Stokes (441 runs at 55.12) showed the way with two second-innings hundreds, but Jonny Bairstow has reached 50 only once in his last 14 Test innings and Jos Buttler is in the strange position of being picked as a frontline batsman that comes in at seven.

    A busy winter schedule offers an opportunity to blood some fresh faces. Dom Sibley and Zak Crawley are the two openers regularly talked about as possible candidates to have a go alongside Burns. 

    Ollie Pope is waiting for another crack at international cricket, while Ben Foakes could return behind the stumps for the struggling Bairstow, who should perhaps consider giving up the gloves to focus completely on his batting. 


    BOWLING

    Unlike their batting, Australia's bowling is far more settled and with good reason.

    Pat Cummins won the Allan Border Medal in February and the paceman showed he can lead his nation for years to come. The 26-year-old played all five Tests – a fine feat for a player with his injury history – and was comfortably the leading wicket-taker in the Ashes with 29.

    Cummins took his 29 wickets at an average of 19.62 and economy rate of 2.69.

    Such is the depth and talent in Australia's attack, Mitchell Starc played just one Test, selectors perhaps looking elsewhere to capitalise on the English conditions.

    Josh Hazlewood has long been expected to be the man in such situations and he grabbed 20 wickets at 21.85 in four Tests.

    Peter Siddle and James Pattinson played three and two Tests respectively and while their spots are far from certain, the ability of the attack to deliver as a unit would have pleased Langer.

    They were helped by Nathan Lyon, who bowled more overs than anyone else on his way to 20 wickets at 33.40.

    Siddle (34) is the oldest of the group, but Cummins, Hazlewood (28), Starc (29) and Pattinson (29) look to have several years ahead of them in an excellent sign for Australia. Even Mitchell Marsh took his chance with the ball in the fifth Test, grabbing seven wickets, although the all-rounder is often criticised for his performances.

    The bowling was expected to be Australia's strength during the series and it proved just that, with few signs of it being an area of concern going forward.

    Similarly, for England, there are reasons to be cheerful over the attack. Broad benefited from the chance to hone his skills in county cricket prior to the Ashes - and went on to torture Warner and the rest of the left-handers.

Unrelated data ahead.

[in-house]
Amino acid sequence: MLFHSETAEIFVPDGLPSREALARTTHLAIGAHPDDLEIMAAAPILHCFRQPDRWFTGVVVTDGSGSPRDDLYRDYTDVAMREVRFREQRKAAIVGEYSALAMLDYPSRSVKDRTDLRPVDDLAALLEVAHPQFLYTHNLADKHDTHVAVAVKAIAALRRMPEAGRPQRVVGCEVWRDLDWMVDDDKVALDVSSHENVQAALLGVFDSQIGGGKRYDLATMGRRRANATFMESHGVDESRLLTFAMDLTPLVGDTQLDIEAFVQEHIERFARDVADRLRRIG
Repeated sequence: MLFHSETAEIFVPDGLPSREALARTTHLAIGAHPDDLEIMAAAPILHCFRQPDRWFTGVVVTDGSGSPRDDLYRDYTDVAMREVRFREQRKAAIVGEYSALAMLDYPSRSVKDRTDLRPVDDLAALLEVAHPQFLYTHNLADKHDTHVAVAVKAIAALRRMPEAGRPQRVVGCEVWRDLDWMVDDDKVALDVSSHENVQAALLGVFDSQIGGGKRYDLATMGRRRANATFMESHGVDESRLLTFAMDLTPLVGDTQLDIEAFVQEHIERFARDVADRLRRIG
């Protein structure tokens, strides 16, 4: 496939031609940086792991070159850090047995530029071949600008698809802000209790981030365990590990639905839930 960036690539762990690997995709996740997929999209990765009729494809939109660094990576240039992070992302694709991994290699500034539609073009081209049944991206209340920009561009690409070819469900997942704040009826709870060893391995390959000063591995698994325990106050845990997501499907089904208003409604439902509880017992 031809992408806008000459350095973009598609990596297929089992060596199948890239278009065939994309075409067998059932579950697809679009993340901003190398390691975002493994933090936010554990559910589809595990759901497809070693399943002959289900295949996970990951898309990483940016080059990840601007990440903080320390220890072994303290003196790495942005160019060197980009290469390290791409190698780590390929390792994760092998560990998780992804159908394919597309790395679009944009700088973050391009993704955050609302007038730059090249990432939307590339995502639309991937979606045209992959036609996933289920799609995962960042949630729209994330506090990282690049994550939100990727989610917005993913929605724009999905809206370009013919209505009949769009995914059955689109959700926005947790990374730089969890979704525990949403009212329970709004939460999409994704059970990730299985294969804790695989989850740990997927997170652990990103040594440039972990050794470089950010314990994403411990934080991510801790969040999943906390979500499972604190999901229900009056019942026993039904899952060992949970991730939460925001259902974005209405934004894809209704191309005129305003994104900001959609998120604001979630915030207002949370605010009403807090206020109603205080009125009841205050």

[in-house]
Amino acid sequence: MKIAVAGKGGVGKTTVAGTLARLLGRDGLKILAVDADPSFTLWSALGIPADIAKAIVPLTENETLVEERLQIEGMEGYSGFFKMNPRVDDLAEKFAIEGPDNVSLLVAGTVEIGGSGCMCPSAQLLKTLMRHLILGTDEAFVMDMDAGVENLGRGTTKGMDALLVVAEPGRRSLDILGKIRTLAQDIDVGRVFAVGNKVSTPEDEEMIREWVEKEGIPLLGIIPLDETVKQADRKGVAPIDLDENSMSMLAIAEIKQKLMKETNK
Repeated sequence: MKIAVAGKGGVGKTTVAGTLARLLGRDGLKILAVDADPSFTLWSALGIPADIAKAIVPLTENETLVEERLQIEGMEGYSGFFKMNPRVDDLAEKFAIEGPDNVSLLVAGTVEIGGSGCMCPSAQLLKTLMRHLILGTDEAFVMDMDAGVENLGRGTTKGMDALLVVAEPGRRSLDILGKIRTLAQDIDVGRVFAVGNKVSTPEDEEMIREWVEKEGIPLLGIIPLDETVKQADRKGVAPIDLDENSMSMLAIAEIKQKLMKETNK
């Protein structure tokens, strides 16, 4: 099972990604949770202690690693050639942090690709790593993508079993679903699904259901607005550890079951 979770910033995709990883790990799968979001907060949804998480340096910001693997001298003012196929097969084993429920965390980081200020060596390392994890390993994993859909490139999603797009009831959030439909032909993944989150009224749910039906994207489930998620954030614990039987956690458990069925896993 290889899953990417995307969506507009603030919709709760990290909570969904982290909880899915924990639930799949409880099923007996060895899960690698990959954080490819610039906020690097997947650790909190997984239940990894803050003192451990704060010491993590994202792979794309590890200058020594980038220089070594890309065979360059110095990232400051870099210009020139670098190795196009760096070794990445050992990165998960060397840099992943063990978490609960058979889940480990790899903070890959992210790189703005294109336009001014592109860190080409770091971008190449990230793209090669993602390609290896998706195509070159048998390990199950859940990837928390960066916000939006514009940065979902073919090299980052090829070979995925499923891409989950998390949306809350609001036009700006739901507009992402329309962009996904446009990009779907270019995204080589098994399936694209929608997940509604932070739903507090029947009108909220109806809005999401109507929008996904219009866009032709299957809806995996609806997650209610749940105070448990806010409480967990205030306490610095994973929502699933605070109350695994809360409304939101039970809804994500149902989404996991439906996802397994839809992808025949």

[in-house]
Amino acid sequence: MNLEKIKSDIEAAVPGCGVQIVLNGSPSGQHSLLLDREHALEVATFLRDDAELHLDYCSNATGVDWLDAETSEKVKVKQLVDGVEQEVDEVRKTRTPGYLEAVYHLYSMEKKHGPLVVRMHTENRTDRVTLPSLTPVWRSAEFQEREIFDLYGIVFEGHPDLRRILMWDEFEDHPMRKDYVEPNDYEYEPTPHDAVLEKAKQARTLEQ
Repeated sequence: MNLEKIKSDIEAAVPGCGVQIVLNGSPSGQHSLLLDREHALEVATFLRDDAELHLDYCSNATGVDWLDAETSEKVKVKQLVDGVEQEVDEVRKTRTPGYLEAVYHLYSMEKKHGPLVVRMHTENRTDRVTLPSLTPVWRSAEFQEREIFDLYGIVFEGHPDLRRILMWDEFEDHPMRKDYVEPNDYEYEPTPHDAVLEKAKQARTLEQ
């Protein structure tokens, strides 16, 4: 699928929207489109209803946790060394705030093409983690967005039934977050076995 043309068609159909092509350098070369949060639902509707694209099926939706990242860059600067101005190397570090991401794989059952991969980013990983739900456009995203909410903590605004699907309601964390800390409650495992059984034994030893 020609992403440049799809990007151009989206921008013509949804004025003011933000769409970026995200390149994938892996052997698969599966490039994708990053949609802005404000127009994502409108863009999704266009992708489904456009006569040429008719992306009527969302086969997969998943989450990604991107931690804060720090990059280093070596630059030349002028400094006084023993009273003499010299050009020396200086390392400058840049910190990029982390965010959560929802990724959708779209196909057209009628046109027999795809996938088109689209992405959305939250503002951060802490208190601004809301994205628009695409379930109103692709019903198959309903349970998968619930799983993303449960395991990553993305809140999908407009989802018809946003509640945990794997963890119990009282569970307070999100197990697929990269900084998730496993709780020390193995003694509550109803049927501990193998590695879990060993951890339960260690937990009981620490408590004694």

While his regular new-ball partner prospered, James Anderson endured a wretched campaign. Forced off after four overs of the opening Test with a calf injury, the Lancastrian failed to reappear in the rest of the series. He remains committed to playing at the highest level again, but England should not need to rush their leading wicket-taker back.

    That is mainly because of the emergence of the blistering Archer. He claimed 22 wickets in four Tests, knocked down the seemingly immovable Smith at Lord's and provided an added dimension to an attack otherwise lacking variety.

    Sam Curran's patience was finally rewarded with an outing in the fifth Test, where he again demonstrated his knack of making things happen, but Chris Woakes flattered to deceive, both with bat and ball.

    Craig Overton's selection at Old Trafford was an unexpected call and maybe brother Jamie, as well as another Somerset bowler in Lewis Gregory, may get a go ahead of him in future.

    As for the spin department, Jack Leach became a cult hero among fans and an easy fancy dress costume for a day at the Test.

    The captain-coach axis must also work out what they see as the future role for Moeen Ali, a player far too talented to be left languishing outside of the national set-up.


    CURRENT OUTLOOK

    Smith's form tilted the balance enough in Australia's favour to secure a 2-2 result, but now it will be fascinating to see how both nations develop as they go their separate ways.

    For England, the preparations for the tour Down Under in 2021-22 should begin immediately, or else they may be waiting a little longer to get the urn back.

  • Ashes 2019: Broad got into Warner's head, acknowledges Langer Ashes 2019: Broad got into Warner's head, acknowledges Langer

    Australia coach Justin Langer believes opener David Warner will benefit from playing cricket away from Stuart Broad in the coming months after the England bowler got "into his head".

    Warner endured a miserable Ashes series despite Australia retaining the urn in a 2-2 draw, making double figures only twice across 10 innings.

    He had three consecutive ducks at one stage and was dismissed by Broad seven times, making him the batsman dismissed most often (12 times) by the Nottinghamshire star in his Test career.